Vale do Rossim – AH Belmonte
Vale do Rossim
Places of passage: Penhas Douradas, Manteigas, Skiparque / Relva da Reboleira, Vale de Amoreira, Valhelhas.
From the Rossim valley, the route rises towards Penhas Douradas and descends along the mountain chalets to the Weather Observatory. It continues along a dirt road that crosses the EN 232. It then leaves the tarmac again, to continue along a steeper and winding technical descent, that is partially on a stone road. After crossing Manteigas and the bridge over Zêzere, the route follows the GR33 to near Vale Formoso. Following the right bank of the river, it continues downstream, first with good views of Manteigas, on the opposite slope. It crosses an impressive chestnut grove, the Souto do Concelho. However, in the Sameiro area, the pine forest and heather bush begin to prevail. At the bottom of the valley, plots of farmland and small pastures can be seen. After an excellent view on the village of Sameiro, the route passes by the Skiparque infrastructure and the Relva da Reboleira river beach. In the final part, it crosses the Zêzere river to the left bank, and soon enters Vale de Amoreira. It leaves Vale de Amoreira heading east, in a path parallel to the EN232, next to farm fields and the Zêzere river. It crosses the road and starts to go up the slope between the pines, and then it descends until it meets the tarmac again. It passes through the centre of Valhelhas and crosses the river in the river beach area until near Vale Formoso, where it separates from the GR33, following the GR22.1 variant towards the Historical Village of Belmonte. It passes the river and heads north, towards the castle.
Fauna and Flora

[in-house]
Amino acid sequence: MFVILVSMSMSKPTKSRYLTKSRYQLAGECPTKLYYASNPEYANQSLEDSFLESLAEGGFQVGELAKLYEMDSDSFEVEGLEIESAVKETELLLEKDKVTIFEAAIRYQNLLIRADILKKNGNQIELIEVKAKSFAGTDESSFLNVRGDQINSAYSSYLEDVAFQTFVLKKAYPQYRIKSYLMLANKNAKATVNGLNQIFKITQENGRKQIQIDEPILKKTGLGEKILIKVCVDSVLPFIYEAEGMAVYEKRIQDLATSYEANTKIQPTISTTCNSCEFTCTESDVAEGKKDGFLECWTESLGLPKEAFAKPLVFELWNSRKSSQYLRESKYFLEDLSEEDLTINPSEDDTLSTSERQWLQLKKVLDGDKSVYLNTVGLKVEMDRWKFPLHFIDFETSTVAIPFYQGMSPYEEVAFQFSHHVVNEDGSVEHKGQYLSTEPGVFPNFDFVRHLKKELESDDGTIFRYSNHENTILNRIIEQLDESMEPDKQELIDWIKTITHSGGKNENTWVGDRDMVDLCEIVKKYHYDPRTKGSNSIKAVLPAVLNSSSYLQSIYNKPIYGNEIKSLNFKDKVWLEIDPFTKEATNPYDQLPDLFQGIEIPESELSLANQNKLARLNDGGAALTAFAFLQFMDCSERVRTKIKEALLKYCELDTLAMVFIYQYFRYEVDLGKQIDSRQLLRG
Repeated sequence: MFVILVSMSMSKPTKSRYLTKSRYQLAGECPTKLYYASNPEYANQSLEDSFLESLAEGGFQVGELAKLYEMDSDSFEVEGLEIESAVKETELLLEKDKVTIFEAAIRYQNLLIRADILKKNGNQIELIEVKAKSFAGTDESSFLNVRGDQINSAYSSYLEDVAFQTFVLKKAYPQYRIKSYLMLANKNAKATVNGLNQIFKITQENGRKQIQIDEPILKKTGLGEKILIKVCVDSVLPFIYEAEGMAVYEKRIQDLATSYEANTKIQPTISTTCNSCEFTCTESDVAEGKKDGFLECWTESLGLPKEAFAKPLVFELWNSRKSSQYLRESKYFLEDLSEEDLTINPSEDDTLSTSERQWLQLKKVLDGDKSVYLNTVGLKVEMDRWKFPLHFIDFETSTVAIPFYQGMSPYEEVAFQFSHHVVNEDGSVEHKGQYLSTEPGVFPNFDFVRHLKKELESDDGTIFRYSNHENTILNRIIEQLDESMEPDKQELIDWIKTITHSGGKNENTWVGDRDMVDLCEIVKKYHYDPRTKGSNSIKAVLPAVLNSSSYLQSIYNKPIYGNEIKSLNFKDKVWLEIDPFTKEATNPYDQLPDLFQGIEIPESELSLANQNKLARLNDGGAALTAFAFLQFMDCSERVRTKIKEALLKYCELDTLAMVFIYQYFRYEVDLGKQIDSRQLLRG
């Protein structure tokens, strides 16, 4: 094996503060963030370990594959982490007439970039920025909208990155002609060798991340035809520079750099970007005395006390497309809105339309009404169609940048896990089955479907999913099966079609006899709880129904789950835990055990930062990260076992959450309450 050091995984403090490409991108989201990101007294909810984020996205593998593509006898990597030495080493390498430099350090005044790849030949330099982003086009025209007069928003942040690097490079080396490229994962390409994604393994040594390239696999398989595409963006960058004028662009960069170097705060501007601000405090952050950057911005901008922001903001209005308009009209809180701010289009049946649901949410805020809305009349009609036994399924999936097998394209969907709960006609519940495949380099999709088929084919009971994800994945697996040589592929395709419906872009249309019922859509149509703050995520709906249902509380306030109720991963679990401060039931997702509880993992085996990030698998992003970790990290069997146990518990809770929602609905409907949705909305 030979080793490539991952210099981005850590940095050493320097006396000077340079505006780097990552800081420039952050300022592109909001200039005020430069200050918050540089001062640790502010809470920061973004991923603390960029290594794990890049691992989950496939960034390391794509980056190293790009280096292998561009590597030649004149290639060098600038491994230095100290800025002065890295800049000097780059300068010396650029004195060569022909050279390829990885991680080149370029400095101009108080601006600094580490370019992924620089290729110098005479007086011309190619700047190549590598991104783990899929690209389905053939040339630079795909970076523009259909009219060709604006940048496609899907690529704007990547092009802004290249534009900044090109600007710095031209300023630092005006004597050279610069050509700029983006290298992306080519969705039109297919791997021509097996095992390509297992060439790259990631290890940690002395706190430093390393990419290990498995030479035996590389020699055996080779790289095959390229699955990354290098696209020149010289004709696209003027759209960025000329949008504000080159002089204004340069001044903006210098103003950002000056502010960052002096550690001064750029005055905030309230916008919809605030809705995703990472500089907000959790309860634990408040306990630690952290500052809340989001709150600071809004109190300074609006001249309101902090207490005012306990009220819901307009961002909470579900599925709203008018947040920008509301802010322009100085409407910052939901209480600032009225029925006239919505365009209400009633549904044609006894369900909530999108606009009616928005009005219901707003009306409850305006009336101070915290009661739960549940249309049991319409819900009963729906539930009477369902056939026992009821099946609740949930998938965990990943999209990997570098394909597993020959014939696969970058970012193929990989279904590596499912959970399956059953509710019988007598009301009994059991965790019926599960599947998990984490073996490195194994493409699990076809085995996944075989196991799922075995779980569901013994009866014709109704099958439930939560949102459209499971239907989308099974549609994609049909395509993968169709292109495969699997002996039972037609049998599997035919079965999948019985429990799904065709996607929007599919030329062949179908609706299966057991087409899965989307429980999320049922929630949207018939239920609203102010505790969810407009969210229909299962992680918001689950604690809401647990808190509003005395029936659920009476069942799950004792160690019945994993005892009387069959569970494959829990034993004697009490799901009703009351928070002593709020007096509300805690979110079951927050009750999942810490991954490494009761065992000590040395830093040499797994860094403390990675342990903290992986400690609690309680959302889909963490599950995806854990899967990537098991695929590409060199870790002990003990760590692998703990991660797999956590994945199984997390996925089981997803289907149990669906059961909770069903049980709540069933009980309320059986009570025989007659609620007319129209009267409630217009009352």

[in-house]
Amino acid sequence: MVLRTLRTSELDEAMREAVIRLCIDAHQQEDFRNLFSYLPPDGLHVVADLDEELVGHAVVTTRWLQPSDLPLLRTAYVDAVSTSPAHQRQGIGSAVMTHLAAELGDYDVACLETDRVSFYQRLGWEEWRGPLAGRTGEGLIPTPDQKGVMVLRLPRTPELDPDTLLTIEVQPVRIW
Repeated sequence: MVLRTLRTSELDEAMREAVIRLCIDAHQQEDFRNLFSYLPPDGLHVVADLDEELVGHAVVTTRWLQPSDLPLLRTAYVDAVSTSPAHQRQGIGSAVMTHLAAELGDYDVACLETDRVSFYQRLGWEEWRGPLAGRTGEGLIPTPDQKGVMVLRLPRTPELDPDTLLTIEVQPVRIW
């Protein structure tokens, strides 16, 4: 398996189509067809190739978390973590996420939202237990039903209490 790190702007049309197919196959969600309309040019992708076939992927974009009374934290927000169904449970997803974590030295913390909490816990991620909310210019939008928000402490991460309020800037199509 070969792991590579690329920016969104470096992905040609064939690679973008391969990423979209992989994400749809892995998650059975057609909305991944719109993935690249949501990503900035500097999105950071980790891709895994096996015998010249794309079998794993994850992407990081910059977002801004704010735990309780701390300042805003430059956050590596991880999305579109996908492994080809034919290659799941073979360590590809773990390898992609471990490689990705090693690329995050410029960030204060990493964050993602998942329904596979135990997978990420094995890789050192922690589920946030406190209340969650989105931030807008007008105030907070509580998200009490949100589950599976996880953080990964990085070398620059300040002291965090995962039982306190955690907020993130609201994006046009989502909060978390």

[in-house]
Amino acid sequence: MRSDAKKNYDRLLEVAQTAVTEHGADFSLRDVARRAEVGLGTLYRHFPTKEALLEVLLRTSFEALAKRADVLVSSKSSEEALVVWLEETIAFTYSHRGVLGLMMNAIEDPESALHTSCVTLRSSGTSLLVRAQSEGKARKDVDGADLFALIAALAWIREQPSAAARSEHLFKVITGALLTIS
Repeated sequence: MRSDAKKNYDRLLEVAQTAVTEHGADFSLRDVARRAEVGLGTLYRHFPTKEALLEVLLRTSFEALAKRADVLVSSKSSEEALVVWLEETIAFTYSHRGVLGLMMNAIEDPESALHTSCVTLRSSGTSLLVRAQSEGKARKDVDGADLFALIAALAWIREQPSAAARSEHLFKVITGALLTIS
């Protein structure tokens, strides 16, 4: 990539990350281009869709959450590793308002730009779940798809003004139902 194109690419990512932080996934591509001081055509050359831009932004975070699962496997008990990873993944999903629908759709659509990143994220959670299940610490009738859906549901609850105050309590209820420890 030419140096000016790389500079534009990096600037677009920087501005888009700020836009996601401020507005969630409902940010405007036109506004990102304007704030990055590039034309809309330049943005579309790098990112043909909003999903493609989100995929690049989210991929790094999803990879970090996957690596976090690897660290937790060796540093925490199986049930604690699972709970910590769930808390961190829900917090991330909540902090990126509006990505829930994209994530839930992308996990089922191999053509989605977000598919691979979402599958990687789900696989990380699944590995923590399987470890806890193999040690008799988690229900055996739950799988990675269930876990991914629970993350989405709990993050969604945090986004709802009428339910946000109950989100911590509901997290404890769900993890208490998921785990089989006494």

_VALE DO ROSSIM_ In the waters of the reservoir otters can sometimes be seen, hunting the fish they feed on. These high-altitude waters do not attract a lot of waterbirds, but, in the fall, the surrounding area becomes very interesting to watch migratory birds, such as the song thrush, looking for the ripe fruit of the rowan. In the margins of the reservoir some plants with botanical interest grow, such as the Linaria elegans, an Iberian endemism. Another Iberian endemism, the Guadarrama wall lizard (Podarcis guadarramae), enjoys the sun-bathed granite blocks. The shores of the lagoon are flanked by willows and the adjacent woods are made up mostly of birch and Scots pine (Pinus sylvestris). The ridge that dominates the left bank of the reservoir culminates in a rocky area made up of big entrenched cliffs, the Penhas Douradas, which give the area its name. _MANTEIGAS_ Manteigas presents one of the best forest surroundings of the mountain range, made up mainly of chestnut and oak trees (Souto do Concelho), but also by many other native tree species and species introduced by the old forest services during the late 19th century. From the second half of the twentieth century, the afforestation, especially with maritime pine, intensified. This forest canopy gives shelter to countless forest birds and mammals, such as the European roe deer (Capreolus capreolus), the wild boar (Sus scrofa), and the red squirrel (Sciurus vulgaris). It is crossed by the Zêzere river, where the largest glacier in Portugal ended, about 25 000 years ago. Starting at the highest points of the mountain range, it extended for 13 kilometers. This glacial morphology is also associated with the Vilariça Fault, one of the most important tectonic accidents in Portugal. _VALE DE AMOREIRA_ Like most of the territory, the large percentage of the surrounding forest cover is made of pine forest. The riparian gallery that follows the banks of the Zêzere is made up of alder trees and willows, and on the right bank of the river, beyond the pine forest, evergreen oaks of small size appear. The Zêzere describes here a steep curve, forming a wide floodplain used for grazing. It is also in this meadow that the common buzzard (Buteo buteo) looks for its prey. The river is visited by the grey heron (Ardea cinerea) and the common kingfisher (Alcedo athis), as both feed on fish, as does the elusive common otter (Lutra lutra). The grey wagtails (Motacilla cinerea) roam the banks looking for insects, amongst polished rolled granite and schist pebbles. _BELMONTE_ Serra da Esperança, where the HV of Belmonte is located, is a hill mostly covered by shrub species but where some pine areas can still be found and where the fortified settlement of Castro da Chandeirinha was established, proving the ancient occupation of this area. The river Zêzere, with its source at a height of about 1900m, flows restlessly down Serra da Estrela, to become more serene as it passes through Belmonte, setting the tone for the ecology of the place. The different uses Man made of this river can be seen throughout its course and are particularly linked to the production of fruit trees, especially the famous peach of Cova da Beira. We are welcomed into Serra da Estrela by a wonderful mosaic of woods, composed of chestnut trees, birch trees, and even the imported Pseudotsuga (Douglas firs) trees, with a foliage that if full of different tones in the fall.